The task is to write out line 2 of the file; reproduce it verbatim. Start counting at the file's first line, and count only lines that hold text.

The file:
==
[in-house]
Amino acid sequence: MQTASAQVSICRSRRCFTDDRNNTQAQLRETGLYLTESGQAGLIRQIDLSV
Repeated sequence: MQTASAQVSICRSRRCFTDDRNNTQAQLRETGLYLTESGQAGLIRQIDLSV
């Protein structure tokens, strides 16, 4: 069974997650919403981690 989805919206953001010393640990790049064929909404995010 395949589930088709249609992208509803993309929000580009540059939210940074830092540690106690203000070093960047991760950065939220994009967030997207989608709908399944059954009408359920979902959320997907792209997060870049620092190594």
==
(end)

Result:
Amino acid sequence: MQTASAQVSICRSRRCFTDDRNNTQAQLRETGLYLTESGQAGLIRQIDLSV